The cycle-class cycle happens in gyms everywhere. It goes something like this. New students come in and get excited. They run out and buy the shoes and show up for every class. But something happens along the way.

After being as much a fixture in the room as the silver flywheels, they are gone on to the next new adventure or, worse, out of the gym altogether.

The truth is, just like road cycling, there is always an area in which a student can improve when it comes to indoor cycling. This is such a dynamic class that, although the core movements are the same, there is the opportunity to work on endurance, strength, anaerobic threshold training, and recovery as goals.

With all of these possibilities, it seems tough to feel we’ve run out of ways to keep things fresh and exciting. However, sometimes the longer we instruct, the more we get a feel for what students like, and the more we tend to do those things.

Unfortunately, with too much repetition comes a feeling of plateauing, be it real or imagined.

Mixing it up now and then does two things. It keeps cycle class fresh, and it keeps students around longer and long enough to see that there’s always something to improve on.

42249408 - group taking part in spinning class in gym

In honor of the Tour de France, my focus this month is on keeping cycling fresh and exciting. Here’s idea number one.

Use Instrumental Music

Granted, this music might not be as popular with the class, but there are advantages to that fact. When you go with the Top 40 music, just know that you aren’t alone. Every other instructor is using it, and the students probably heard the same tracks in their cars on the way to the gym.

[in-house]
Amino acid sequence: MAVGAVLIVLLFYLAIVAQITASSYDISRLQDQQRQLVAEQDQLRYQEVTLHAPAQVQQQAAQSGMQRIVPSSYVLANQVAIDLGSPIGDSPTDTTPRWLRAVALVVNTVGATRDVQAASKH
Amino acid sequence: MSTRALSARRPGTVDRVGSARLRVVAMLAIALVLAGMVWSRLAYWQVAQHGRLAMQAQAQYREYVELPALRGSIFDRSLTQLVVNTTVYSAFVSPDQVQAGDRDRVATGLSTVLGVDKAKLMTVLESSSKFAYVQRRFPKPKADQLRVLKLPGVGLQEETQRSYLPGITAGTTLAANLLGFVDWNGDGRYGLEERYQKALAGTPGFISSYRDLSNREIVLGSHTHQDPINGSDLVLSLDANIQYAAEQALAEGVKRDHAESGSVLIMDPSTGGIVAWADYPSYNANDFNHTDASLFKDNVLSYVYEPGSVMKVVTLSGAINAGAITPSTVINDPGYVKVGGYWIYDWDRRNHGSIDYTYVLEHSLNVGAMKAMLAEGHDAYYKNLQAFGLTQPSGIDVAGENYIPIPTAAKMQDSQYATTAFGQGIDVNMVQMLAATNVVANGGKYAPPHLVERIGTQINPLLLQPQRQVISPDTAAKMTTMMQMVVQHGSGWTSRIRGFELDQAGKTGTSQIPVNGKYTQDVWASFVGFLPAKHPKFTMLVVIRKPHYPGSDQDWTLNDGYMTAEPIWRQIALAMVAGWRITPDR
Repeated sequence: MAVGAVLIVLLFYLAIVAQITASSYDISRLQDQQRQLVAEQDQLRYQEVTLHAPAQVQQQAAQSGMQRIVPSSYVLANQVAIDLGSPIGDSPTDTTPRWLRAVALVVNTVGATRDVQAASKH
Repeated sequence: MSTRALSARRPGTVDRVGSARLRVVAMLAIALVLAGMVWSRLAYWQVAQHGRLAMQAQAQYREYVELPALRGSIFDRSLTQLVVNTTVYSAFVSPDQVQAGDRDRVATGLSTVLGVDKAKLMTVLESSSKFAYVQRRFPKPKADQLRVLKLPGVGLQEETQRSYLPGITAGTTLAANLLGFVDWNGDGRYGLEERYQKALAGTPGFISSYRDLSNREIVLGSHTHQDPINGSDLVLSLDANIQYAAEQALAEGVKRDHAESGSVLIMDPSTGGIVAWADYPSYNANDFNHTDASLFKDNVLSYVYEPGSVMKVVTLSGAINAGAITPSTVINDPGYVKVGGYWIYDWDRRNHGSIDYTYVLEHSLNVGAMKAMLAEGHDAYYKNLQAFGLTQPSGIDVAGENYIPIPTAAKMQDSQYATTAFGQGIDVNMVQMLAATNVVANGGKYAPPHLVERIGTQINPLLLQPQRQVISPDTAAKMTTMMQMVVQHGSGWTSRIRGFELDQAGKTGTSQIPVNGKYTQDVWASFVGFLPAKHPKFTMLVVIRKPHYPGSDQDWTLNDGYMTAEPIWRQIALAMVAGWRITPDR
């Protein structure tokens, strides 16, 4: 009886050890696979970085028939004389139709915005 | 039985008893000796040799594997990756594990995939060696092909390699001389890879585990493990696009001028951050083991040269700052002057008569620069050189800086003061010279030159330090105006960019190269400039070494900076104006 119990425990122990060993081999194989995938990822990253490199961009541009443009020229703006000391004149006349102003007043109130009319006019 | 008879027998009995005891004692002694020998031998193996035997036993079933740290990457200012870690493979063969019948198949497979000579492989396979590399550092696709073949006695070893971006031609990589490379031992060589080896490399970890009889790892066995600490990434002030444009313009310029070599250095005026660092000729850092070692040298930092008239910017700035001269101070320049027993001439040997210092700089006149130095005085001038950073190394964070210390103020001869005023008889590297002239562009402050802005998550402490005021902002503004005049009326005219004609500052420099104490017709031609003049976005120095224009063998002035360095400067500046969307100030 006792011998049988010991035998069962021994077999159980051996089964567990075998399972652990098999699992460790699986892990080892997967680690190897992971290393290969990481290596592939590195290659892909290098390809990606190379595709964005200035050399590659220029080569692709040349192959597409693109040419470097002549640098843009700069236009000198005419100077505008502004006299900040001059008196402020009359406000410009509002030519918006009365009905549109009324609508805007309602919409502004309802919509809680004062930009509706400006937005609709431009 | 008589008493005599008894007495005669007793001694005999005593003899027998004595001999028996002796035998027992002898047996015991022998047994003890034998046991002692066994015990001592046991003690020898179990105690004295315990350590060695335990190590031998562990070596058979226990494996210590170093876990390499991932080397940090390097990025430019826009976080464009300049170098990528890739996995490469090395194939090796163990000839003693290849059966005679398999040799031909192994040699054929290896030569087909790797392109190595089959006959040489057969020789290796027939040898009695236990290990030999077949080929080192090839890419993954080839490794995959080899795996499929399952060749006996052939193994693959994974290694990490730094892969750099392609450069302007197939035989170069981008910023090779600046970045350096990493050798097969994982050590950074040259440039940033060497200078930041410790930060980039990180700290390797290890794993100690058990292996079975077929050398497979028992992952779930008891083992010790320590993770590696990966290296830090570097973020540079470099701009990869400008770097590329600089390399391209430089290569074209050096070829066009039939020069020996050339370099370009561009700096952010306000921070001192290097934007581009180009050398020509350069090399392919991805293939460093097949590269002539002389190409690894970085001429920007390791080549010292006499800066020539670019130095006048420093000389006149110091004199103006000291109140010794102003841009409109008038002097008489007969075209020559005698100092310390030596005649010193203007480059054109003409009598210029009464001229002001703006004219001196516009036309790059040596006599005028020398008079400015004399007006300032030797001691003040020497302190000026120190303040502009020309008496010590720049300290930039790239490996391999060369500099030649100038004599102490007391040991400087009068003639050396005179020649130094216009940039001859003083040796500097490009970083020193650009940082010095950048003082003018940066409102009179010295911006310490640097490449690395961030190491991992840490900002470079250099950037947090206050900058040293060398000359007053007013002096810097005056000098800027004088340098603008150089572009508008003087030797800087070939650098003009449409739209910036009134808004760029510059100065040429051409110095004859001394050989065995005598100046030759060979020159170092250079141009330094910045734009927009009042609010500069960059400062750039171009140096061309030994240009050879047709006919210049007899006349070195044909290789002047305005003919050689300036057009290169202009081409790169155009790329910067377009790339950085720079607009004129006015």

With carefully chosen instrumental music (I’m also including music that’s less lyric-focused in this category), you can choose the mood you want to create for your session. Plus, without those familiar lyrics to sing along to, students have more of a chance to get in touch with their heart rate, cadence, how their muscles feel and react to different resistance levels, and it’s more freeing for the mind.

One more bonus. Students are less likely to be beat- driven on the bike with a flowing instrumental playing. That encourages proper technique, such as smooth pedal strokes and that, of course, mimics road cycling.

I’ve yet to care about a drumbeat while cycling through traffic. Just saying.

Check out these instrumentals in iTunes if you haven’t heard them, and see what kind of profile you come up with for each track. Do you envision a climb, a sprint, or it more suited for the end of your class during cool down? How do you think each track will make your students feel?

Artist Track Album
Ninja Tracks Republic Ascension
Oakenfold Ready Steady Go Bunkka
Groove Armada Not Forgotten Black Light
Dr. Dre *The Next Episode (Instrumental) *2001 (Instrumentals Only)

*Be sure you check out the instrumental shown as it’s listed in iTunes. There are other versions of this song with, uh, choice language.

You don’t have to create entire playlists of instrumentals, but adding a few here and there can go a long way in breaking up the musical monotony and help you express your creativity. It might even boost your connection with the class! After all, when you aren’t shouting over Beyoncé, the class will be better able to tune in to your voice, encouragement, and direction.

Do you already have some favorites in the instrumental category or want to share your opinion on the ones listed? Go to the comments, and let’s start a conversation.

Vive le Tour.

Tanisha Rule

Tanisha Rule has a BA in English and is a former Mad Dogg-certified Spinning instructor. She taught indoor cycle and boot camp and has now combined her passions as a full-time writer for the health and fitness industries, check out her site at If she isn’t writing or reading, she can be found happily training for an endurance event, likely after having said, “This is my last one for a while,” because there is no finish line; there is only progress.